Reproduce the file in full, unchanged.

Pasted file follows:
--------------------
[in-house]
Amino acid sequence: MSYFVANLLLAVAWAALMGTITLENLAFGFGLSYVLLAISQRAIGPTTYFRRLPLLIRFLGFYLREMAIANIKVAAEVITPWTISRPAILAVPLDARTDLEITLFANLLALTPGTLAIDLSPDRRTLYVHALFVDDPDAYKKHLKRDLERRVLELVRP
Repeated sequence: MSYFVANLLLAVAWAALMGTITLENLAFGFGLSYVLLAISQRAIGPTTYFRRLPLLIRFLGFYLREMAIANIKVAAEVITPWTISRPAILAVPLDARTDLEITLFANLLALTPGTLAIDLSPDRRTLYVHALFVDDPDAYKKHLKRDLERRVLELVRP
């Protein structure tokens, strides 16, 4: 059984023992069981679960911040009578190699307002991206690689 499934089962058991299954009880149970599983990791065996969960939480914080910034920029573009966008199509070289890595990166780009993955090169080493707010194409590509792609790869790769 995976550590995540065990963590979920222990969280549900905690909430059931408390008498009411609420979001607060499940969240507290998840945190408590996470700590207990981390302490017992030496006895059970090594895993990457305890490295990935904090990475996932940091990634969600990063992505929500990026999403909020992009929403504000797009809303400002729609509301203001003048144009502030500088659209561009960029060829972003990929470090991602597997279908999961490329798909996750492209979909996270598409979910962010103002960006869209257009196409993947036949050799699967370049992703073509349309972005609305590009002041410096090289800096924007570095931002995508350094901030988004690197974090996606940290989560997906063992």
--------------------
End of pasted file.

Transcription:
[in-house]
Amino acid sequence: MSYFVANLLLAVAWAALMGTITLENLAFGFGLSYVLLAISQRAIGPTTYFRRLPLLIRFLGFYLREMAIANIKVAAEVITPWTISRPAILAVPLDARTDLEITLFANLLALTPGTLAIDLSPDRRTLYVHALFVDDPDAYKKHLKRDLERRVLELVRP
Repeated sequence: MSYFVANLLLAVAWAALMGTITLENLAFGFGLSYVLLAISQRAIGPTTYFRRLPLLIRFLGFYLREMAIANIKVAAEVITPWTISRPAILAVPLDARTDLEITLFANLLALTPGTLAIDLSPDRRTLYVHALFVDDPDAYKKHLKRDLERRVLELVRP
């Protein structure tokens, strides 16, 4: 059984023992069981679960911040009578190699307002991206690689 499934089962058991299954009880149970599983990791065996969960939480914080910034920029573009966008199509070289890595990166780009993955090169080493707010194409590509792609790869790769 995976550590995540065990963590979920222990969280549900905690909430059931408390008498009411609420979001607060499940969240507290998840945190408590996470700590207990981390302490017992030496006895059970090594895993990457305890490295990935904090990475996932940091990634969600990063992505929500990026999403909020992009929403504000797009809303400002729609509301203001003048144009502030500088659209561009960029060829972003990929470090991602597997279908999961490329798909996750492209979909996270598409979910962010103002960006869209257009196409993947036949050799699967370049992703073509349309972005609305590009002041410096090289800096924007570095931002995508350094901030988004690197974090996606940290989560997906063992």